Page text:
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Aramex CEO: SMEs’ overlooked role in economic development

Aramex CEO: SMEs’ overlooked role in economic development

SMEs can lift us out of difficult times, writes Aramex’s Hussein Hachem

The consensus is that 2015 was a bleak year for emerging markets. As we look towards 2016, most indications are that next year will also be challenging, both globally and for the region.

What does this mean for small and medium enteprises?

SMEs by nature are often misunderstood. They are young, small, lacking brand recognition and perceived to be at the fringes of the economy. However the reality is that the most powerful ideas responsible for reshaping entire industries have often come from the industry fringe, start-ups and entrepreneurs. In the face of economic turmoil, SMEs can play an important role in lifting us out of these difficult times.

I believe there are three key areas where we can take action to help support and develop SMEs in Dubai.

First, financing and access to capital. From my experience working in the logistics industry, the most dynamic area of the sector impacting my business is the growth of e-commerce. This is a sector SMEs are actively trying to enter, shifting consumer purchasing patterns away from traditional retail.

Most of us can remember when Amazon was considered a “start-up.” Now the business has made its way to the top of Forbes’ ‘world’s most innovative companies’ list. It is difficult, however, for SMEs to establish a solid financial footing because receiving bank loans is often challenging. Many young entrepreneurs have no established credit history or leverageable assets. Online payment gateways are also restrictive, usually costing Dhs 300,000 and requiring a bank guarantee, which can prevent SMEs from securing the up-front capital needed to start trading.

We need to find solutions to provide SMEs with more options for accessing capital. If we can give them the necessary funding to run their operations, entrepreneurs will spend less time searching for financing and more time innovating and growing their business.

Second, training and mentorship. There has been a lot of talk about entrepreneurial education. I believe the most effective ‘education’ occurs when mentors are involved. Working side by side with young, aspiring entrepreneurs gives the opportunity for immediate feedback and direction. The more that established businesses can interact directly with start-ups and SMEs, the more effective the educational experience will be and the sooner they will become a benefit to the economy.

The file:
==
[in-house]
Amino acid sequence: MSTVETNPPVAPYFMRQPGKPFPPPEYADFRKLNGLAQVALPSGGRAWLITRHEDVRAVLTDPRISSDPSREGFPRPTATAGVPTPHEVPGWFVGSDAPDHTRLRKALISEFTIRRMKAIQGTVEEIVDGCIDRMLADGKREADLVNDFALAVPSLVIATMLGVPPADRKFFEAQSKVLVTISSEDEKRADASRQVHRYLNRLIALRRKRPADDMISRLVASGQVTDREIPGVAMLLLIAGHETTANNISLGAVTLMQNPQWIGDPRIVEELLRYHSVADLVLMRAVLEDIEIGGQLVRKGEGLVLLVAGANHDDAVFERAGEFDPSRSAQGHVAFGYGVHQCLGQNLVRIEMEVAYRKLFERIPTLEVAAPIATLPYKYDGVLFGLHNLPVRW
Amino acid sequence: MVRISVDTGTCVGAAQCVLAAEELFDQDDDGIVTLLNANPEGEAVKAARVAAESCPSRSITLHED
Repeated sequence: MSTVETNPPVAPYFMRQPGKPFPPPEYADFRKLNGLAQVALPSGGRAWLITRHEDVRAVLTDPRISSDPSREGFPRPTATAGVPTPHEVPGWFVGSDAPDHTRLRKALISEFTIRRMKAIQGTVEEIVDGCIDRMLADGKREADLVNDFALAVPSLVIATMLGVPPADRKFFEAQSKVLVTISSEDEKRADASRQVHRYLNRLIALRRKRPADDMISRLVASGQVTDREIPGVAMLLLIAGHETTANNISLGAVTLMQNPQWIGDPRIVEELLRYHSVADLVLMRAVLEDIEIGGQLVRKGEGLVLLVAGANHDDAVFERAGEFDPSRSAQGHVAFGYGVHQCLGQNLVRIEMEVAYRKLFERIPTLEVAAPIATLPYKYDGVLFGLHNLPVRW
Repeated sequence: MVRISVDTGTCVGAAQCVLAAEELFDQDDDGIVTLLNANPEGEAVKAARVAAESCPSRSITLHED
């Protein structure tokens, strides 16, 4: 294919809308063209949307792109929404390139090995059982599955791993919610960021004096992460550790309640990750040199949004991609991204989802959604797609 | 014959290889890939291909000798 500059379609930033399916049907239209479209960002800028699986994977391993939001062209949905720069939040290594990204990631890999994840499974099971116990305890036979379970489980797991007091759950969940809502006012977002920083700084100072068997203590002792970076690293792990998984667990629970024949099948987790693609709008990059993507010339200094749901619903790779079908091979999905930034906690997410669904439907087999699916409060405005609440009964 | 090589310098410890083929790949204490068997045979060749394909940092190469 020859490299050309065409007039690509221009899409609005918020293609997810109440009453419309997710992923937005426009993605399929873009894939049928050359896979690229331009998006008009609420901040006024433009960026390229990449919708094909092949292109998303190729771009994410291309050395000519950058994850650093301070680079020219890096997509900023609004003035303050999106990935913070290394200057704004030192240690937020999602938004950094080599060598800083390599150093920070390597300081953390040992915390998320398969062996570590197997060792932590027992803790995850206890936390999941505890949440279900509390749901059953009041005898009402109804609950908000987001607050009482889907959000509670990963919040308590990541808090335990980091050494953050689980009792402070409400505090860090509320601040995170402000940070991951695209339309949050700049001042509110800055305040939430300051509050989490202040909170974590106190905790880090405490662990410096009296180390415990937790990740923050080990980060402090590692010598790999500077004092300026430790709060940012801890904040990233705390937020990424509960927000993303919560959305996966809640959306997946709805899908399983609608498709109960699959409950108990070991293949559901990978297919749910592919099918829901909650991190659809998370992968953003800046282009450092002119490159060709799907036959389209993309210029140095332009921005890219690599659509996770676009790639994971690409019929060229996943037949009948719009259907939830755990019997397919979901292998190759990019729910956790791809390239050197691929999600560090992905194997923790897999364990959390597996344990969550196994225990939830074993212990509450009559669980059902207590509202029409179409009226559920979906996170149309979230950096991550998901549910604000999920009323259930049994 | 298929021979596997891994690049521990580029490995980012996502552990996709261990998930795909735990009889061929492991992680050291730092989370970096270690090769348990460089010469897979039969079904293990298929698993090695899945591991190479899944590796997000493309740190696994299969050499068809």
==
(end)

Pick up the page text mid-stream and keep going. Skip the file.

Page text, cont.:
Consider Wamda, a platform led by experts who provide mentorship and training for start-ups and example of how business leaders can empower entrepreneurs region wide. This approach has the greatest impact because businesses can potentially gain customers and partners through the mentoring process. From my experience, I have found that this adds to my understanding of the wider global economy, the industry I work in, the innovations coming into the market and the needs of my customers.

Third, SME safety nets. Being at the fringe of the economy brings higher risk. To this end we need to create structures that lower risk, identify areas of concern earlier and decrease the possibility of failure. There is clear market demand region wide for training and development programmes in the field of e-commerce aimed at helping start-ups launch their businesses. We need to help e-commerce SMEs understand how to initiate online trade, set up online payment gateways and identify potential customers, businesses and logistics partners. These solutions will help SMEs avoid potentially dangerous financing or business development issues before they become problematic. We also need to move forward with changes in the way insolvency and bankruptcy are handled by developing financial work-out programs and other options for SMEs if they are having financial difficulties.

If we can get these three areas of focus right, we will strengthen the current position of SMEs in Dubai who will then meaningfully contribute to economic development. In the future, Dubai could also become the Middle East’s SME incubator, attracting start-ups and entrepreneurs from across the region to set up operations locally. This approach is very much in line with Dubai’s vision to be a global hub for innovation, creativity and business development, all of which contribute to a more diversified economy and sustainable future for the UAE.

Hussein Hachem is CEO of Aramex


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